The mechanism block sports two large-diameter, low-profile turrets for windage and elevation. These feature 0.1 mil adjustments with audible and tactile clicks. A full turret revolution provides 12 mils of adjustment with 26 mils of elevation adjustment available.

The elevation turret has the typical hash marks to keep track of adjustments, but it has an interesting trick up its sleeve as well. The full mil markings on the turret can be seen through small windows, after you go past a full turret revolution the numbers change to reflect this. The first time you rotate the turret on the Steiner T5Xi 5-25x56mm SCR reticle scope 5122 and see the numbers change, you'll stop and do it three or four times while thinking to yourself, "Neat."

On the left side of the mechanism block is a paired knob. The smaller outside knob is a rheostat that controls the intensity of the illuminated reticle. | It features 11 powered settings with Off positions at each end and in between each powered setting.

This allows use with night vision devices, in low light as well as in daylight conditions. Power is provided by a CR2450 battery. The larger inner knob adjusts parallax from 50m to infinity. Both knobs adjusted smoothly with the rheostat having easy-to-differentiate clicks on the Steiner T5Xi 5-25x56 with SCR reticle.

My review scope came fitted with Steiner's Special Competition Reticle or SCR. This is a mil-based design developed to provide both the ability to range targets and provide ballistic compensation. As the reticle is mil based, it is not caliber/load specific and can be used with any caliber or load.

Located in the front focal plane, it features 0.5-mil holdover marks on the vertical stadia and 0.2-mil hold-off marks for windage on the horizontal stadia. The design also incorporates 0.1-mil marks for ranging.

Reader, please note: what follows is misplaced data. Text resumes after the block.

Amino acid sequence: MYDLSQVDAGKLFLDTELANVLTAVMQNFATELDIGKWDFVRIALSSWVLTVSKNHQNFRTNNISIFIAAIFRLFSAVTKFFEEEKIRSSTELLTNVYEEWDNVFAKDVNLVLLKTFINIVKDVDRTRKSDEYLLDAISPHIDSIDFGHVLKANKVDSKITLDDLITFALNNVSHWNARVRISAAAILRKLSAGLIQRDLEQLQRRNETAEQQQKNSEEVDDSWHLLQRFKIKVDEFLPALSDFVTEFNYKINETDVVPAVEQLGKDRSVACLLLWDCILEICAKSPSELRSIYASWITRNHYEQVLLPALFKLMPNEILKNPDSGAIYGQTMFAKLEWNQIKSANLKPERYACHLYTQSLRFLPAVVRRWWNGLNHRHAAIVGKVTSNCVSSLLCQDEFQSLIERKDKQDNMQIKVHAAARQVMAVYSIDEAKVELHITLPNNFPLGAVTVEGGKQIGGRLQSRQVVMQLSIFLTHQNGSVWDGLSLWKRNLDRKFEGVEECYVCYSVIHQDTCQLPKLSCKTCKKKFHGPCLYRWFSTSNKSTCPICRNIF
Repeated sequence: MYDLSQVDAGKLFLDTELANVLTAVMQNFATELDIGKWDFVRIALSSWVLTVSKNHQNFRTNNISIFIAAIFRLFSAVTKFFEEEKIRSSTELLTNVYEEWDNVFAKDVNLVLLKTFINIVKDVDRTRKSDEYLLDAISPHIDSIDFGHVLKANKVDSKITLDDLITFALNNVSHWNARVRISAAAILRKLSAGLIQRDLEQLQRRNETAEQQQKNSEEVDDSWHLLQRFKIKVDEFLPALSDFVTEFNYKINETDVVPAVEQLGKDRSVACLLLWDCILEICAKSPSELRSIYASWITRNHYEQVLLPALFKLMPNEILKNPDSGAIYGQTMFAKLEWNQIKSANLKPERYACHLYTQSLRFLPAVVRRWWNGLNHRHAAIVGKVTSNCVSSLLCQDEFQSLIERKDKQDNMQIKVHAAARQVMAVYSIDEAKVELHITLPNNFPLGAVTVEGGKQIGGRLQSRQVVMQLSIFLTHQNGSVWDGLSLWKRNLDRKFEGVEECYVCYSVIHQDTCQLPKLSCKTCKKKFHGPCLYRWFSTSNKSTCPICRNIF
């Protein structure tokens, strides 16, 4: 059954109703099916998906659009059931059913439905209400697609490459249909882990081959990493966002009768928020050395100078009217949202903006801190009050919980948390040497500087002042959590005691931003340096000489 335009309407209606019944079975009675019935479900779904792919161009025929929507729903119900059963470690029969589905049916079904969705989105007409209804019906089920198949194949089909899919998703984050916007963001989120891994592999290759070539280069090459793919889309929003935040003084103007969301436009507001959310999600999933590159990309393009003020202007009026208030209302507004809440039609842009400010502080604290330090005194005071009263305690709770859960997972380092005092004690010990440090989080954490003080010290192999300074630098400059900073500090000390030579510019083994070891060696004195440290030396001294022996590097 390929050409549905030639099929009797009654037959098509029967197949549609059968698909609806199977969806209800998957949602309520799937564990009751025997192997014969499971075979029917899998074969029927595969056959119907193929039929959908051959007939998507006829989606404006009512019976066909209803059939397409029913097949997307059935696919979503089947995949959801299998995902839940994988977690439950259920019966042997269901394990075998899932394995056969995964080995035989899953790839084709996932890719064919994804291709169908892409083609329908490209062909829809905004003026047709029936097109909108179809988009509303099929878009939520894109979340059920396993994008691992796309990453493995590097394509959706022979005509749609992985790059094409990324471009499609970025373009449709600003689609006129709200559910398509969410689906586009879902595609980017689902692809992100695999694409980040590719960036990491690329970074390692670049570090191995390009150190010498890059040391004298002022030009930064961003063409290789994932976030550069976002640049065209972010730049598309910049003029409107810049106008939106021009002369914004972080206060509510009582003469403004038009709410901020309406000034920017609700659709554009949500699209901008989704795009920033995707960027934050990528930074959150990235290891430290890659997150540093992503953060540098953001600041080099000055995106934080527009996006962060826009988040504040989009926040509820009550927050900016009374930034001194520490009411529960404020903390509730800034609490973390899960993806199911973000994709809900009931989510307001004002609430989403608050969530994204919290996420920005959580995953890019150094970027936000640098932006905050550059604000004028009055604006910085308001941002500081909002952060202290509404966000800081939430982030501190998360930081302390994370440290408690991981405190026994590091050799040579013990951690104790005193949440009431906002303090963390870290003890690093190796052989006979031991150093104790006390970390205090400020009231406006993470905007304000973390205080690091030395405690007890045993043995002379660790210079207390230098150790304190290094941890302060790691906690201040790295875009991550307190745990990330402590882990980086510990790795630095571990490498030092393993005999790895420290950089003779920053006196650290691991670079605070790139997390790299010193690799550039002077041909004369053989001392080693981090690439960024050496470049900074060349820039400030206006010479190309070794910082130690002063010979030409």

"Steiner's T5Xi 5-25x56mm scope is the perfect complement to a high-end rifle, and the SCR reticle is a mil-based design that provides ranging, holdovers and wind holds".

As the reticle is located in the front focal plane, it can be used for ranging/ballistic corrections at any magnification. I found the Steiner to possess excellent optical qualities. Color rendition was accurate, resolution was good, and the image was bright and clean. The eye-box was forgiving regarding head placement on 5X but not so at 25X.

Adjustments were both consistent and accurate. I liked the size, height and design of the turrets. The reticle also worked well—relatively simple and straightforward to use without clutter. I found the T5Xi much to my liking.

Optical performance on the Steiner T5Xi tactical 5-25x56, especially in low-light conditions is very good. The controls all operate smoothly, and the scope provides a certain pride of ownership. Practical performance either off the bench or lying prone in the field was excellent. The T5Xi would be right at home on a .338 Lapua bolt gun or a .260 Rem. AR. Downside is it's fairly long, has a fat objective and weighs in at 33 ounces.

Steiner T5Xi 5-25x56mm Rifle Scope Summary

All in all, I was impressed by Steiner's T5Xi 5-25x56mm SCR reticle scope. Performance was excellent, and I had no problems with it. Price is a bit hefty at $2,000, but if you can afford it, it's one to consider for your precision rifle. Tactical Survivalist has the Steiner T5Xi 5-25x56 for sale at an excellent discount price.